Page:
PEOPLE OF MI V CALVIN L FULBRIGHTAnnotate this Case
STATE OF MICHIGAN
COURT OF APPEALS
PEOPLE OF THE STATE OF MICHIGAN,
November 17, 1998
Oakland Circuit Court
LC No. 96-145817 FC
CALVIN L. FULBRIGHT,
Before: Corrigan, C.J., and MacKenzie and R. P. Griffin*, JJ.
Following a jury trial, defendant was convicted of assault with intent to rob while armed, MCL
750.89; MSA 28.284, assault with intent to murder, MCL 750.83; MSA 28.278, and two counts of
possession of a firearm during the commission of a felony, MCL 750.227b; MSA 28.424(2).
Defendant was sentenced as an habitual offender, third offense, MCL 769.11; MSA 28.1083, to
twenty-five to fifty years’ imprisonment for each assault conviction, to be served consecutively to his
mandatory two-year sentence for the felony-firearm convictions. He appeals as of right. We affirm.
Complainants Charles and Jeffery Fitch were walking toward Charles Fitch’s house on the
evening of April 4, 1996, when a man approached them with a gun, pointed it at Charles Fitch, and
fired twice. The man then pointed the gun at Jeffery Fitch’s head and took his car keys. Charles Fitch
got into the house and called 911. He described the assailant as wearing a rolled up black stocking cap
and a white and red shirt with the word “Fila” on the front. The police apprehended defendant a short
time later behind a restaurant approximately two-tenths of a mile from Charles Fitch’s house.
Defendant was wearing a Fila shirt. Police found a black stocking cap, Jeffery Fitch’s keys, and a gun
nearby. Testing revealed that a bullet and spent shell casing found at Charles Fitch’s house were fired
from that gun.
On appeal, defendant first contends that the trial court erred in allowing Charles Fitch to make
an in-court identification of defendant as his assailant. Even if the trial court erred in allowing the in
court identification, the error would warrant reversal only if it was not harmless
* Former Supreme Court justice, sitting on the Court of Appeals by assignment.
beyond a reasonable doubt. People v Solomon (Amended Opinion), 220 Mich App 527, 531; 560
NW2d 651 (1996); People v Winans, 187 Mich App 294, 299; 466 NW2d 731 (1991). Here, the
evidence aside from the identification was sufficient to support defendant’s conviction. Defendant was
apprehended shortly after the shooting within two-tenths of a mile from the shooting. He was wearing a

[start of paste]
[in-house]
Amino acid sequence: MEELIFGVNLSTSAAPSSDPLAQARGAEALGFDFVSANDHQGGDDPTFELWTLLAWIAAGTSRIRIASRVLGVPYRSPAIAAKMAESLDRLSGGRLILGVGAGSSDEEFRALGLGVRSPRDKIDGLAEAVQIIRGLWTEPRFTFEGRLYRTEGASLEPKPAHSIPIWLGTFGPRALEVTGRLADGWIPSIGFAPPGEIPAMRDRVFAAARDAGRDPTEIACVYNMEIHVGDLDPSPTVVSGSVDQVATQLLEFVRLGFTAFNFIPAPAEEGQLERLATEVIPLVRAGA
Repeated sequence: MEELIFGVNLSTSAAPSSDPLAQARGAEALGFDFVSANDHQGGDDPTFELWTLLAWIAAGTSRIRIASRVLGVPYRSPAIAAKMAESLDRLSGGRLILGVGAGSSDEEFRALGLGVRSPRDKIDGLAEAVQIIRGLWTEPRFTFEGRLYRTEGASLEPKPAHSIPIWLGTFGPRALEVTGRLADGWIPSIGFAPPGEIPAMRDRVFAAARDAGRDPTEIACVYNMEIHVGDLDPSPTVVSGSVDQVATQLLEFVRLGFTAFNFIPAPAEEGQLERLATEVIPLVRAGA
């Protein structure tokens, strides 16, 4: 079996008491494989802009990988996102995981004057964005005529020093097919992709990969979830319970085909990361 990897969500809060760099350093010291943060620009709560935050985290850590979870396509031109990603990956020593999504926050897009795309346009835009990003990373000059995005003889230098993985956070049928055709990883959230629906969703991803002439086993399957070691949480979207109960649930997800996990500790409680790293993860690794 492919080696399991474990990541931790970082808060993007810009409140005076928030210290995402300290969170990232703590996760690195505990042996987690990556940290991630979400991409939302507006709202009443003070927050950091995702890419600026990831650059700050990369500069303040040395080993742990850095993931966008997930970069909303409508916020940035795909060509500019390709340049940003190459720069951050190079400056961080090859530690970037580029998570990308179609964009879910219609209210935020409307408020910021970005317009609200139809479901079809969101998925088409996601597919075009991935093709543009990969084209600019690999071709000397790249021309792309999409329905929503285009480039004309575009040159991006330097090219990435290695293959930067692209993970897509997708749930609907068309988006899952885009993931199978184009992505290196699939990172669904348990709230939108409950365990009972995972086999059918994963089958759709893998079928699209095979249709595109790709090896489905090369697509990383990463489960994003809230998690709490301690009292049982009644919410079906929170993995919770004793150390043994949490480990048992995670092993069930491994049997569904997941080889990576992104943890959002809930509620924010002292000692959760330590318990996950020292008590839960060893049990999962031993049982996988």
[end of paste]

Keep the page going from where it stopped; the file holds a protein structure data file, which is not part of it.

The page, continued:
Fila shirt as described by Charles Fitch. When he saw the police, he tried to hide. When questioned,
he gave a false name. The gun used in the assault, Jeffery Fitch’s keys, and a cap matching the
description given by Charles Fitch were found where defendant was apprehended. Defendant claimed
that Germaine Watkins was the shooter. However, Watkins, who is 6’ 11” tall and weighs over four
hundred pounds, clearly did not fit the description of the assailant given by either brother. Given the
overwhelming evidence that defendant was the person who assaulted the Fitch brothers, aside from the
in-court identification by Charles Fitch, any error in allowing the identification was harmless beyond a
Defendant next argues that he was denied due process when the trial court denied his motion for
a Walker hearing [People v Walker (On Rehearing), 374 Mich 331; 132 NW2d 87 (1965)]. The
motion was made on the first day of trial, after defendant’s motion to adjourn was denied and just
before jury selection, and was requested on the ground that counsel wanted to cross-examine the
officers who interviewed defendant to see if there was some possibility that his statement was
involuntary. Given the circumstances, defendant’s motion was not the type of pretrial motion
contemplated by Walker, supra, and the decision to entertain the motion was in the discretion of the
trial court. See People v Mitchell, 44 Mich App 679, 683; 205 NW2d 876 (1973), rev’d on other
grounds 402 Mich 506; 265 NW2d 163 (1978); People v Soltis, 104 Mich App 53, 55; 304 NW2d
811 (1981). In light of the generality and timing of the request, we find no abuse of discretion.
Furthermore, even if the trial court abused its discretion in refusing to accord defendant a full Walker
hearing, the error would not require reversal because the record shows that defendant’s statements -
which did not constitute a confession or acknowledge culpability in any way and were voluntarily given
after defendant was read his Miranda rights [Miranda v Arizona, 384 US 436; 86 S Ct 1602; 16 L
Ed 2d 694 (1966)] -- were voluntarily made and the police did not engage in misconduct. People v
Littlejohn, 197 Mich App 220, 223-224; 495 NW2d 171 (1992).
Defendant’s final argument is that there was insufficient evidence to prove that he acted with
intent to kill. When reviewing the sufficiency of the evidence, this Court must view the evidence in a light
most favorable to the prosecution and determine whether a rational trier of fact could find that the
essential elements of the crime were proven beyond a reasonable doubt. People v Wolfe, 440 Mich
508; 489 NW2d 748 (1992), amended 441 Mich 1201 (1992). Circumstantial evidence and
reasonable inferences arising from that evidence may constitute satisfactory proof of the elements of the
offense, including the intent to kill. People v Barclay, 208 Mich App 670, 674; 528 NW2d 842
(1995). In this case, defendant’s gun was loaded, he fired it while aiming it at Charles Fitch, and one of
the bullets hit, at chest height, the door Fitch was attempting to open. From this evidence, a rational jury
could infer that defendant intended to kill Charles Fitch.
/s/ Maura D. Corrigan
/s/ Barbara B. MacKenzie
/s/ Robert P. Griffin